(Reuters) - The U.S. Supreme Court halted the planned execution on Thursday of an Alabama man convicted of murdering a police officer in 1985 after attorneys petitioned to spare the man’s life, arguing that he had suffered several strokes that left him unable to remember the crime.
Vernon Madison, 67, has spent more than three decades on death row for killing Mobile police officer Julius Schulte.
In the appeal this week, Madison’s lawyers said he is not competent to be executed because he is legally blind, cannot walk without assistance and is unable to recall the murder or understand his punishment.
“His mind and body are failing,” lawyers wrote in the petition.
Alabama prison spokesman Bob Horton said the state will not execute Madison as planned because of the U.S. Supreme Court order.
“The application for stay of execution of sentence of death presented to Justice Thomas and by him referred to the Court is granted pending the disposition of the petition for a writ of certiorari,” the Supreme Court said, without elaborating on the reason for its decision.
In 2016, the Atlanta-based 11th U.S. Circuit Court of Appeals ruled that Madison was no longer legally eligible to be executed because of his memory loss.
But the U.S. Supreme Court in November reversed that decision, saying court precedent had not established “that a prisoner is incompetent to be executed because of a failure to remember his commission of the crime.”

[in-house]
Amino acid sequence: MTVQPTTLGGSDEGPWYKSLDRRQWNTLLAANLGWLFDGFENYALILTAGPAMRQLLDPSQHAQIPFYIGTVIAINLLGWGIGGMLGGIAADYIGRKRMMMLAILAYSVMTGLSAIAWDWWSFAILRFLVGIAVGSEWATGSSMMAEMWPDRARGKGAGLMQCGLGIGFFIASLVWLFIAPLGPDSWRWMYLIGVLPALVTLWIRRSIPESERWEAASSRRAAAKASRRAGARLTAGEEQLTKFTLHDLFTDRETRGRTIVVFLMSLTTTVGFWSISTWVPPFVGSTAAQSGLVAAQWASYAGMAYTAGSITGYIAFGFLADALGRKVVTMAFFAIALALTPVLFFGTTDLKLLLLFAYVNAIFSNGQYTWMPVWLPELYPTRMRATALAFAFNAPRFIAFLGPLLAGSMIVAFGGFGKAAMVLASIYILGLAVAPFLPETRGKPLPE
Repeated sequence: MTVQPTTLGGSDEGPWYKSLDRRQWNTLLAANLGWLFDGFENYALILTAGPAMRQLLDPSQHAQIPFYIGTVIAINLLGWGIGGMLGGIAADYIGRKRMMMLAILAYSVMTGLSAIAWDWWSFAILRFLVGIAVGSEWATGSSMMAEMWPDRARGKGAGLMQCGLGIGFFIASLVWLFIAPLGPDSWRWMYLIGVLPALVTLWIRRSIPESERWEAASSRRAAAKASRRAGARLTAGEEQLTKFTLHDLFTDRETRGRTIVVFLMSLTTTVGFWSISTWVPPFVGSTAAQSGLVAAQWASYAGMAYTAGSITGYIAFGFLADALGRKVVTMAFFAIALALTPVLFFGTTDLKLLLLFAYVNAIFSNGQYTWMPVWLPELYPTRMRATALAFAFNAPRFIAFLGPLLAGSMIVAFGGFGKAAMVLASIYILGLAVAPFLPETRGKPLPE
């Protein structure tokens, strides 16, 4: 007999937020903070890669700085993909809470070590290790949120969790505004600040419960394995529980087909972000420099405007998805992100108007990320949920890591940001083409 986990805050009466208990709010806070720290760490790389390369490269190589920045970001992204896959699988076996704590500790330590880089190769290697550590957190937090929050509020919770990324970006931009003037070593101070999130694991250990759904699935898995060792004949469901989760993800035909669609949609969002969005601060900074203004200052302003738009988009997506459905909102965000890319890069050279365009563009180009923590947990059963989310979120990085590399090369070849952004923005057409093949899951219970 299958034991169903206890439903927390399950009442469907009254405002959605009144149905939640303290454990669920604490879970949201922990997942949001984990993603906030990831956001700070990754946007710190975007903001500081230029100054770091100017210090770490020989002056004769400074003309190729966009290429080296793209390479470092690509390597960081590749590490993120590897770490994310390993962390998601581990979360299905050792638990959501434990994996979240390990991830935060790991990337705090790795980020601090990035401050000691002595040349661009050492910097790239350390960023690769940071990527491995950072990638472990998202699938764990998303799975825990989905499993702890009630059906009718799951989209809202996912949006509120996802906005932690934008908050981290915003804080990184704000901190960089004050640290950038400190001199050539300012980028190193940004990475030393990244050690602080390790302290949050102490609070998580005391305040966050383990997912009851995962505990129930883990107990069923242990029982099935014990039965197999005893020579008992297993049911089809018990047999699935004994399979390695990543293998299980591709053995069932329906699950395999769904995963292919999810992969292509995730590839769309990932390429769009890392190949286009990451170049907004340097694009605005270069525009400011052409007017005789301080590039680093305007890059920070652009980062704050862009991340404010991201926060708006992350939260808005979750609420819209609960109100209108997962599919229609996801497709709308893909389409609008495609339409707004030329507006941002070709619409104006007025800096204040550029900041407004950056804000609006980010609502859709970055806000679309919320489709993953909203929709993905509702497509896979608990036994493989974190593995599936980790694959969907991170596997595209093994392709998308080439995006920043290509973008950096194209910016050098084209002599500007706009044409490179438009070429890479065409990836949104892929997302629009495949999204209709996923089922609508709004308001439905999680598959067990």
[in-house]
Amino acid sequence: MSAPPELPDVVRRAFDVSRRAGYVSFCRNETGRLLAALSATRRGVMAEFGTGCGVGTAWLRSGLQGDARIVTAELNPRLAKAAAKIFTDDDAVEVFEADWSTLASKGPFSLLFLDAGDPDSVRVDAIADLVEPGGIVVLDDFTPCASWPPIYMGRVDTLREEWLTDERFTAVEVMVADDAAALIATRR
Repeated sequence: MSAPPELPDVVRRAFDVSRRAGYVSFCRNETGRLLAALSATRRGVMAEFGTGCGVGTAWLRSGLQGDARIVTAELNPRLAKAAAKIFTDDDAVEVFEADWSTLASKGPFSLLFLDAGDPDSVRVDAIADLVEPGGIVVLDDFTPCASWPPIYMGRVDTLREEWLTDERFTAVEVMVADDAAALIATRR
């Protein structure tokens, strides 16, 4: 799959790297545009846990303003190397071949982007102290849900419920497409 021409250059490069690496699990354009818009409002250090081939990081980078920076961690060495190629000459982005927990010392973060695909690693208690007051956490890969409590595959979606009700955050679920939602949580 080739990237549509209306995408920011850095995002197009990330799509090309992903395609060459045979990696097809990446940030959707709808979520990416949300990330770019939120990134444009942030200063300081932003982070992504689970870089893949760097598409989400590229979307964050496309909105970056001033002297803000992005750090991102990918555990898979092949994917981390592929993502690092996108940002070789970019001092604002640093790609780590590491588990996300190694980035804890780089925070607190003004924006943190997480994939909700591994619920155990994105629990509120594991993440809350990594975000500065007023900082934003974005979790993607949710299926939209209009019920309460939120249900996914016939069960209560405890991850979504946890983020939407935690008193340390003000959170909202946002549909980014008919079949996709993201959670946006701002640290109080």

Madison’s attorneys asked justices to reconsider the case. They said in their petition that the state failed to disclose that a court-appointed psychologist who evaluated Madison was addicted to narcotics and had been suspended from his practice for forging prescriptions, making his findings invalid.
Lawyers for Alabama argue that Madison’s own expert witness has testified that he understands what he was tried for and “the meaning of a death sentence.”
According to court records, Madison killed Schulte during a domestic dispute that Madison was having with his girlfriend.
Madison appeared to leave his girlfriend’s home after retrieving his belongings, but then crept up behind Schulte as he sat in his patrol car and shot him twice in the back of the head with a .32-caliber pistol.
Madison, who is black, was sentenced to death in 1994 in his third trial after his first two convictions were thrown out on appeal for racial discrimination in jury selection and other prosecutorial misconduct.
Reporting by David Beasley in Atlanta; Writing by Jon Herskovitz; Editing by Colleen Jenkins and Leslie Adler